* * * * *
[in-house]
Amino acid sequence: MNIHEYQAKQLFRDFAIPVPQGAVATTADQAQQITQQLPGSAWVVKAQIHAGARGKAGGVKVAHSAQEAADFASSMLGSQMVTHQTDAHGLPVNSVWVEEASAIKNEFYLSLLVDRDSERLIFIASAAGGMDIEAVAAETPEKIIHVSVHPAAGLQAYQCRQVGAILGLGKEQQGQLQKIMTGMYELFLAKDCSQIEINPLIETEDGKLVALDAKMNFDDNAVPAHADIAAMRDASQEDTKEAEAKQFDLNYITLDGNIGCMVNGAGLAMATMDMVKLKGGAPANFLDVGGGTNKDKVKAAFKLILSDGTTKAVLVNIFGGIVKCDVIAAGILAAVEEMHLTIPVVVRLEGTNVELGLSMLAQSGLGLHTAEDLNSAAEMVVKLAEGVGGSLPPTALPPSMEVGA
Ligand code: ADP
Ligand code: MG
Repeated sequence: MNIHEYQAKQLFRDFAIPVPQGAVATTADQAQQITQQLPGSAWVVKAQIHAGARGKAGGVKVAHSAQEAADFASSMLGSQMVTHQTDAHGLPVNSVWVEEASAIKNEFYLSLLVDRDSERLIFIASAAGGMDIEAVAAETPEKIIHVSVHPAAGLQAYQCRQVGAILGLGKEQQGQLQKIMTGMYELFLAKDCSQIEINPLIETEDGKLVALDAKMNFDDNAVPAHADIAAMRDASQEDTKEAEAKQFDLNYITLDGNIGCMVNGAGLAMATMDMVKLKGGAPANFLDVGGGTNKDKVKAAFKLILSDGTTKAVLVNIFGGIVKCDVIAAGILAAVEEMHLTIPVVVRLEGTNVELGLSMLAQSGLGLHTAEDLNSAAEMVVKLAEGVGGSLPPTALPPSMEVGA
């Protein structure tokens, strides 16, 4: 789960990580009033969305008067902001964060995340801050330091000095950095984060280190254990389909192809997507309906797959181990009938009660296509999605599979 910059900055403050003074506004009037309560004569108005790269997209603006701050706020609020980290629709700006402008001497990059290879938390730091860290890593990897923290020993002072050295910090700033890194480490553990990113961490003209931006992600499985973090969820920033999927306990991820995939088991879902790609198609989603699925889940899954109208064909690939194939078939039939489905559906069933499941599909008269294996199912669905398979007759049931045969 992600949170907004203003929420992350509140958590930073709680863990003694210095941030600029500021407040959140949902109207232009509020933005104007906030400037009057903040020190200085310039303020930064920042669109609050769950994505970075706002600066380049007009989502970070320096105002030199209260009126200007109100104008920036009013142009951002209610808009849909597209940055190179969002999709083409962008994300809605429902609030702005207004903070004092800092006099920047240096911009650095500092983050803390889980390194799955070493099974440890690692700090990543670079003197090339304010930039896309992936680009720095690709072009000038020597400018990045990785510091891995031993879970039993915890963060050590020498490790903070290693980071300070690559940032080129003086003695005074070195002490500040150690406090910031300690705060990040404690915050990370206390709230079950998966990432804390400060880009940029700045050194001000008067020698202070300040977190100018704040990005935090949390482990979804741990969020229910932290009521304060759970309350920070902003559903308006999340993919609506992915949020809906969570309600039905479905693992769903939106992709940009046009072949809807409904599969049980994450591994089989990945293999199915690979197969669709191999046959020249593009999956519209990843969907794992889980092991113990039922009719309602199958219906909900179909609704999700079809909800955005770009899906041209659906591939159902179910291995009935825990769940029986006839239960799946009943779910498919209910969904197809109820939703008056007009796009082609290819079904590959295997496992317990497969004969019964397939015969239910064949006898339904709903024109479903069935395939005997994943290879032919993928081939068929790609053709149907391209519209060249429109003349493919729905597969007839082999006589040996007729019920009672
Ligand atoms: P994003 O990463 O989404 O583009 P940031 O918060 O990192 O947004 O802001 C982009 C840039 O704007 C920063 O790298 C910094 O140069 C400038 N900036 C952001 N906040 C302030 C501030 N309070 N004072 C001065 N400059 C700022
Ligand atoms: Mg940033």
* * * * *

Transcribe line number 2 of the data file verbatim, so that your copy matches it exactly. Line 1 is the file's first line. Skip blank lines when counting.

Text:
Amino acid sequence: MNIHEYQAKQLFRDFAIPVPQGAVATTADQAQQITQQLPGSAWVVKAQIHAGARGKAGGVKVAHSAQEAADFASSMLGSQMVTHQTDAHGLPVNSVWVEEASAIKNEFYLSLLVDRDSERLIFIASAAGGMDIEAVAAETPEKIIHVSVHPAAGLQAYQCRQVGAILGLGKEQQGQLQKIMTGMYELFLAKDCSQIEINPLIETEDGKLVALDAKMNFDDNAVPAHADIAAMRDASQEDTKEAEAKQFDLNYITLDGNIGCMVNGAGLAMATMDMVKLKGGAPANFLDVGGGTNKDKVKAAFKLILSDGTTKAVLVNIFGGIVKCDVIAAGILAAVEEMHLTIPVVVRLEGTNVELGLSMLAQSGLGLHTAEDLNSAAEMVVKLAEGVGGSLPPTALPPSMEVGA